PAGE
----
July 29, 2022 | Breaking Defense

Let the Air Force let go of the E-3 ‘Sentry’

July 29, 2022 | Breaking Defense

Let the Air Force let go of the E-3 ‘Sentry’

The Air Force wants to retire almost half of its E-3 “Sentry” airborne warning and control system (AWACS) aircraft to free up finite resources needed to expedite fielding of much-needed next-generation capability and strengthen the readiness of the remaining E-3s. But the Senate Armed Services Committee’s version of the National Defense Authorization Act for Fiscal Year 2023 released last week makes clear Congress is concerned the Air Force’s plan could create “a significant gap in airborne command and control capability.”

Avoiding a capability gap is certainly a laudable goal, especially in the next few years when many worry Beijing may attack Taiwan. When it comes to the E-3, however, closer scrutiny demonstrates that delaying the aircraft’s partial divestment could simply prolong a capability gap that already exists and divert scarce resources — in time, money and manpower — urgently needed to field a more capable replacement, the E-7.

There are 31 E-3s in the Air Force’s inventory. The service wants to divest 15 from Tinker Air Force Base in Oklahoma next fiscal year while retaining two E-3s at Kadena Airbase in Japan, two at Joint Base Elmendorf-Richardson in Alaska, and 12 at Tinker.

Yet, with the Air Force saying its first E-7s won’t be fielded until fiscal year 2027, Congress has some hesitation.

Following even more restrictive language passed by the House of Representatives, the Senate Armed Services Committee voted to restrict the Air Force from initially divesting more than five E-3s. Once the Air Force approves a detailed acquisition strategy, the current Senate bill would permit divestment of five more E-3s. When the Air Force signs a contract to purchase the E-7, the Senate version would permit the retirement of five more aircraft, making a total of 15.

Therein lies the rub in the push and pull between the Air Force and the congressional armed services committees.

At the heart of the disagreement are two contested questions. One is whether divestment of the E-3 should be linked to the acquisition of the E-7, and the other relates to how fast the Air Force can move to acquire and field the E-7.

At first glance, those opposing the divestment might seem to have the better argument on the first question. After all, to use a Tarzan metaphor, why let go of the E-3 vine before the E-7 vine is firmly in grasp, thereby creating a serious problem for Tarzan (and a capability gap for the joint force)?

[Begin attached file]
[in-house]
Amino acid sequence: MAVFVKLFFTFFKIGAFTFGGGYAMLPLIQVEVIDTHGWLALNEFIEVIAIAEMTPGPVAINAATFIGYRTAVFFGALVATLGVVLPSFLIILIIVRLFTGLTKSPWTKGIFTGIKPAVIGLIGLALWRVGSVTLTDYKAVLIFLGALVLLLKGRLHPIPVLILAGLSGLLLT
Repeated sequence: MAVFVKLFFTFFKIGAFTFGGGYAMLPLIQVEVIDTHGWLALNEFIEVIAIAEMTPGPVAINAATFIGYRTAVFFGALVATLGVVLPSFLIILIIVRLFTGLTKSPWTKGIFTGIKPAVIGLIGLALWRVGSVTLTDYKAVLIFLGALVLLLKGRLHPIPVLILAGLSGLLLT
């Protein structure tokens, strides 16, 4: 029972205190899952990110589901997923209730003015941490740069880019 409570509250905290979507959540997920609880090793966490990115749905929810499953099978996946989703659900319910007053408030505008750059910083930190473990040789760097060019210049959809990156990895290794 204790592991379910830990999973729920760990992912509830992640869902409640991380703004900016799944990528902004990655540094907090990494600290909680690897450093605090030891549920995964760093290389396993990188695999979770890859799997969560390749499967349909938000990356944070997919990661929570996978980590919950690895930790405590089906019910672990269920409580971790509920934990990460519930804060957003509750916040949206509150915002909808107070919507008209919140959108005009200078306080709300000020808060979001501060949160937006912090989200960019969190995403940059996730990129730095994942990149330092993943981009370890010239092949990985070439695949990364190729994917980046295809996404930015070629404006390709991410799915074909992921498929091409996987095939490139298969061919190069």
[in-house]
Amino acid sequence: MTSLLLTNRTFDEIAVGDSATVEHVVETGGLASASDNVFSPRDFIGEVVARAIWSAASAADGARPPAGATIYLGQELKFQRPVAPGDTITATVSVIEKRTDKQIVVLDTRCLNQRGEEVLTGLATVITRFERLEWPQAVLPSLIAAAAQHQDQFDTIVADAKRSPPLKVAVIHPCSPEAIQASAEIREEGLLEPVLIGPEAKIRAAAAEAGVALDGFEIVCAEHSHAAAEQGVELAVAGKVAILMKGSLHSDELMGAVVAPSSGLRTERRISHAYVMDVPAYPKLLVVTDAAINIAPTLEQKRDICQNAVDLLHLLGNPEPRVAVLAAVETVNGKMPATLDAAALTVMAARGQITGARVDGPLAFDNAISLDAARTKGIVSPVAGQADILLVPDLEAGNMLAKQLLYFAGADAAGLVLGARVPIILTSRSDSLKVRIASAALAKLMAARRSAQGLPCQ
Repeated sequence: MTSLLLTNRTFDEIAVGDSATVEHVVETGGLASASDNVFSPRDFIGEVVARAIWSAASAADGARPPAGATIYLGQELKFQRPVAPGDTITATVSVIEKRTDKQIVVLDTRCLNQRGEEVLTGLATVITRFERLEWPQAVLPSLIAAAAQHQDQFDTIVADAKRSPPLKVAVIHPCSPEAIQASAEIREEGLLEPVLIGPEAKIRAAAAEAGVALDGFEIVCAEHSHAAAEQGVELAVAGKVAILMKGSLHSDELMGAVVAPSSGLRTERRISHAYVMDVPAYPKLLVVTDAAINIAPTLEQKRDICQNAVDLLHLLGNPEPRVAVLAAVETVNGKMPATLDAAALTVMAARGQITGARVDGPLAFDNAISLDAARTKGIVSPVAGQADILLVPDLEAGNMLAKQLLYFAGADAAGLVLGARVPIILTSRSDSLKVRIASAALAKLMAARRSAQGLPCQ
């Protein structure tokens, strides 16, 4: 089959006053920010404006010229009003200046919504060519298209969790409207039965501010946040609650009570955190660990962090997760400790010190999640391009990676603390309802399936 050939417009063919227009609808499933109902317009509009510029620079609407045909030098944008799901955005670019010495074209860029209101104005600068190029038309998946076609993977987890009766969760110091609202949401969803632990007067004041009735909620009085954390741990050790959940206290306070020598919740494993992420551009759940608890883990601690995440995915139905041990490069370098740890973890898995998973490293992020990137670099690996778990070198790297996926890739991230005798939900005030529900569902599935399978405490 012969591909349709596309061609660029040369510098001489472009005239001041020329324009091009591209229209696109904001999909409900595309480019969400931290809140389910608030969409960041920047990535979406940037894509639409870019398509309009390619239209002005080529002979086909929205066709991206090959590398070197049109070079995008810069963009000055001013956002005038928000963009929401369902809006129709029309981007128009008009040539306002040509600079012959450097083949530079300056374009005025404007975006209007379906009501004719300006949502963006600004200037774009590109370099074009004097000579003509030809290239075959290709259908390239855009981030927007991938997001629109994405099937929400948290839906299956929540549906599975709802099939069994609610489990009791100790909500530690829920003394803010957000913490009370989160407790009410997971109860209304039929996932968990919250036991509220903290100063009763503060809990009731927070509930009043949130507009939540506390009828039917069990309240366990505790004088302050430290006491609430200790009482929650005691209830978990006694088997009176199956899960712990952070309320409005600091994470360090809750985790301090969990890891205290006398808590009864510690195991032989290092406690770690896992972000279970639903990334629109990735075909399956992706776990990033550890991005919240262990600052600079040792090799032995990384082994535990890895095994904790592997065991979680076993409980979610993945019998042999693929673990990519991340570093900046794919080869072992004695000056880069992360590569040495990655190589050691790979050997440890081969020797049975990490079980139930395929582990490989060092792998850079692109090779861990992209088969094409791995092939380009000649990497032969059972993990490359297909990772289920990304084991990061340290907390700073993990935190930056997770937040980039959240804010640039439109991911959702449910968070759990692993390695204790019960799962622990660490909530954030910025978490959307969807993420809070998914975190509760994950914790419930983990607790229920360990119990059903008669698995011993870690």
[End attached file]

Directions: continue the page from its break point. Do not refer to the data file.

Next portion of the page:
But to continue the metaphor, the Air Force’s response is essentially that the E-3 vine is breaking (and in some ways already broken), regardless of the status of the E-7 vine. No good can come from clinging to it any longer.

In this debate, there’s actually good reason to believe the Air Force is correct.

The Air Force received its first E-3s in 1977, and the aircraft is getting more difficult to keep in the air each year. From 2019 to 2022, the E-3’s full or partial mission-capable rate declined from 75% to 59%, with only 10% of E-3s achieving fully mission-capable status this year.

Also, as the E-3’s Boeing 707 platform ages, it becomes more difficult to find suppliers for vital replacement parts. Commercial airlines retired their Boeing 707s long ago. The E-3’s non-mission-capable rates have more than doubled over the last three years due to supply challenges.

In fact, maintenance challenges have become so acute that all four of the E-3s assigned to the Pacific are frequently grounded, according to public comments by Gen. Kenneth Wilsbach, Commander of US Pacific Air Forces.

When combatant commanders cannot even count on an aircraft to takeoff, it is difficult to argue the aircraft’s divestment creates a new capability gap, especially if divesting a portion of the fleet increases the readiness of the remaining aircraft. Indeed, a smaller E-3 fleet would reduce the demand for hard-to-find parts and permit an increasingly weak logistical base to focus on maintaining the readiness of a smaller number of aircraft.